Flash Fiction Question Three: What Is Keeping Them From Their Goal?

A story is basically a retelling of a struggle. The character wants something — a cup of coffee, for example — but what’s in the character’s way of getting that cup of coffee? A dragon? A ghost? Anxiety? It could be whatever your heart desires.

The point is to test your characters. To see what they will do and what happens when they make that choice. Choose Your Own Adventure stories are compelling because they put the decision making power into the hands of the reader. Imagine a story that had no choice, no conflict. It would be very, very boring. Even in a flash fiction piece, which is only a couple hundred words long, inactive, passive characters make 1,000 words feel like a lifetime.

Here’s Vonnegut again (he’s great at explaining how stories work):

“Be a Sadist. No matter how sweet and innocent your leading characters, make awful things happen to them-in order that the reader may see what they are made of.”

What you decide to put in your character’s way is up to you. Every story is different and every character may want different things. The choices they make need to be impactful regardless.

Flash Fiction Question Four: Why Now?

Weird question, right? “Why now?” What could that mean? It’s actually simple: why is this story happening now or why are you telling it now?

This is a great way to ensure that there is something happening in your story. The reason the story about a person who wants to get a coffee is happening now is that the action is happening now. The character went to get a coffee. Something happened. That something is the reason why you’re telling the story. It’s the call to action.

For flash fiction, you want to align the start of your story as close as you can to that problem. Why would you start a story about a person going to get coffee with them waking up, taking a shower, getting dressed, and finally leaving the house when you can start a story on the walk to get coffee?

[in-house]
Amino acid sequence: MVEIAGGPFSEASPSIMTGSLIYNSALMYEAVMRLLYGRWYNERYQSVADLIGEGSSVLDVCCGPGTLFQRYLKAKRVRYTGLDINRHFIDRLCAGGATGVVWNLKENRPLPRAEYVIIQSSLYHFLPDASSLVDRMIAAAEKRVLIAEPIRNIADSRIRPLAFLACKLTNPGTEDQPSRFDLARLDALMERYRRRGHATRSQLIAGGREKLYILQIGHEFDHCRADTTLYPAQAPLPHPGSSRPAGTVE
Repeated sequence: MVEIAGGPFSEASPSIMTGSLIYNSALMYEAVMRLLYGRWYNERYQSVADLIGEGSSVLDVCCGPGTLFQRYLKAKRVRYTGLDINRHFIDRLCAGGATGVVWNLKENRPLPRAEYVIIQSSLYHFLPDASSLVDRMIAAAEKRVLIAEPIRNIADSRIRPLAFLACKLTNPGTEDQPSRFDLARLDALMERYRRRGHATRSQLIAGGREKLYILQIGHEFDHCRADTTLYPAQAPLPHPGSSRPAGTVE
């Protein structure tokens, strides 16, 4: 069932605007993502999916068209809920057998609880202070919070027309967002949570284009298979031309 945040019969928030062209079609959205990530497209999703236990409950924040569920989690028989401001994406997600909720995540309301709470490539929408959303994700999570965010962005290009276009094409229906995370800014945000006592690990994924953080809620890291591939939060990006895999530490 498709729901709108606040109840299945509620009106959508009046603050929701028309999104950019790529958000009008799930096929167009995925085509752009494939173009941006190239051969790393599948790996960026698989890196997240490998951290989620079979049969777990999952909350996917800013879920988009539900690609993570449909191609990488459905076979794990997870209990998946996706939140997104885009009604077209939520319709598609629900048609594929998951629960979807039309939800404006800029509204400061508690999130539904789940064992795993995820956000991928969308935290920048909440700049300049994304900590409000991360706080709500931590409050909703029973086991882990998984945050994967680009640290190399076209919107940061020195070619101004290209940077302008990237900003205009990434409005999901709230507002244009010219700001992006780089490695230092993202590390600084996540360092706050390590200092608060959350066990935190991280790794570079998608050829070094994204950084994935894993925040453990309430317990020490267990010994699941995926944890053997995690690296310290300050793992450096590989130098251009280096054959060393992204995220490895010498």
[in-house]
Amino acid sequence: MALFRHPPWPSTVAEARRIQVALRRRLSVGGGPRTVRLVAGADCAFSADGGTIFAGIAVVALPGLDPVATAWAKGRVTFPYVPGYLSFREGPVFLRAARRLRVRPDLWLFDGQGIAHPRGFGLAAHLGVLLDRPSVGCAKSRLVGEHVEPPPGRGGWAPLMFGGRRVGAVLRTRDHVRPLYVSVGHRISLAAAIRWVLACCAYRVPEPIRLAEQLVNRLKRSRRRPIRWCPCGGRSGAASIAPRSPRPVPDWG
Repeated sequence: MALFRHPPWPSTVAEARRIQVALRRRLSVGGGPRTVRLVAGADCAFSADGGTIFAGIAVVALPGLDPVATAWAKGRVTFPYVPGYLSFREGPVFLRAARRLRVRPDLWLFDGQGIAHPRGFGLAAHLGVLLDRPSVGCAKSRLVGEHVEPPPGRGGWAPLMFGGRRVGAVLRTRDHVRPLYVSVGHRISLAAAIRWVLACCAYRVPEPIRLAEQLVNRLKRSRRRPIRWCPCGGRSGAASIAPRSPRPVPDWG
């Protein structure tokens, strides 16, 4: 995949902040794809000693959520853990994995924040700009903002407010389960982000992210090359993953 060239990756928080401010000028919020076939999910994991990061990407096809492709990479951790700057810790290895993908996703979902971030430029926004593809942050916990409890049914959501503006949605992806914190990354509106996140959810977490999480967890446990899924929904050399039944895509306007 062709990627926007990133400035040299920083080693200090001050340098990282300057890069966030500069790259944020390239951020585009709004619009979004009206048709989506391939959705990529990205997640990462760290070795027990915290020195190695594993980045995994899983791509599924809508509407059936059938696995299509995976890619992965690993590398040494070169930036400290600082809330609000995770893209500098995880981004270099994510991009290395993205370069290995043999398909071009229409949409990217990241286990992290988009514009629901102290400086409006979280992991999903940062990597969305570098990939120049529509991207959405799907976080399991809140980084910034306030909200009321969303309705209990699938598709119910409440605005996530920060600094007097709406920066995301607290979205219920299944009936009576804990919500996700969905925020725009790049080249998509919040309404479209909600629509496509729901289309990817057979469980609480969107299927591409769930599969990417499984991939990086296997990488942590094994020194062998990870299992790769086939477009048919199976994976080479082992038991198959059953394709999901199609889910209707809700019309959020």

Starting your story too early is a flash fiction killer. Though the story is only 1,000 words long, readers will stop reading if they get bored. Also, there’s just no room for all kind of unnecessary bits in flash fiction.

One way to get around this is to write the story longer than 1,000 words and see where you should start your story. In order to get the person out the door to get coffee, do you need to mentally start when they wake up? That’s fine. After you get that figured out, though, go back and edit it all down.

Flash Fiction Question Five: What Is This Story About?

Another riddle! What is this all about?

This question is another way to make sure that your story — the one you put on paper — is aligning with what you imagined it being. If you have a premise in mind for your story, you need to make sure that you hint at what you want the readers to consider through the action of the story.

For example, if I want to write a sci-fi story about how scary AI or some other form of tech is, I can make the person getting the coffee have a hard time because of some tech thing. That’s the hurdle.

So, when you ask yourself: what is this story about? Think back to what happens in it and then try to find a way to make it about a secondary layer. First and foremost, something has to happen in your story.

Make Sure Something Happens In Your Story, Especially For Genre Writing

You’d be surprised how easy it is to write a flash fiction story that has nothing happen in it. This is especially true for genre writers who have a great premise in mind — but lack a story to back it up.

To better understand this, let’s take a look at a generalized sci-fi premise.

Right now, AI is a hot sci-fi topic for obvious reasons. So, if you have an idea for how AI can run amok and be detrimental to humanity, you need to show that idea through story instead of writing what can only be described as a flowery sci-fi prose poem or essay.

What does that mean?

Well, whenever you have a complex idea for something that tackles something from the real world, it can be really easy to slip into an almost essay-like format where you use characters to walk around and explain how things are bad and we need to be careful if we don't want them to take over humanity.

So, instead of having a story where a character is confronted with a problem with AI, you get a story where a character is meandering around a world you created without actually doing anything, making a choice, or progressing a plot.

And while that’s a good exploration for you, the writer, to do in order to flesh out your tale, it’s not something that readers, especially flash fiction fans, want to see.

The takeaway here is that your story needs action. You need to take a wonderful premise and make sure the story behind it is just as amazing. A good premise is easy. A story is hard.

Know the Golden Rule: Show Don’t Tell

When learning how to write flash fiction, you may feel like you have to tell a lot of details to the reader in order for them to be able to jump right into your story.

This isn’t true.

Start with action. Show how the character feels. Show how the world looks. Show why a choice needs to be made.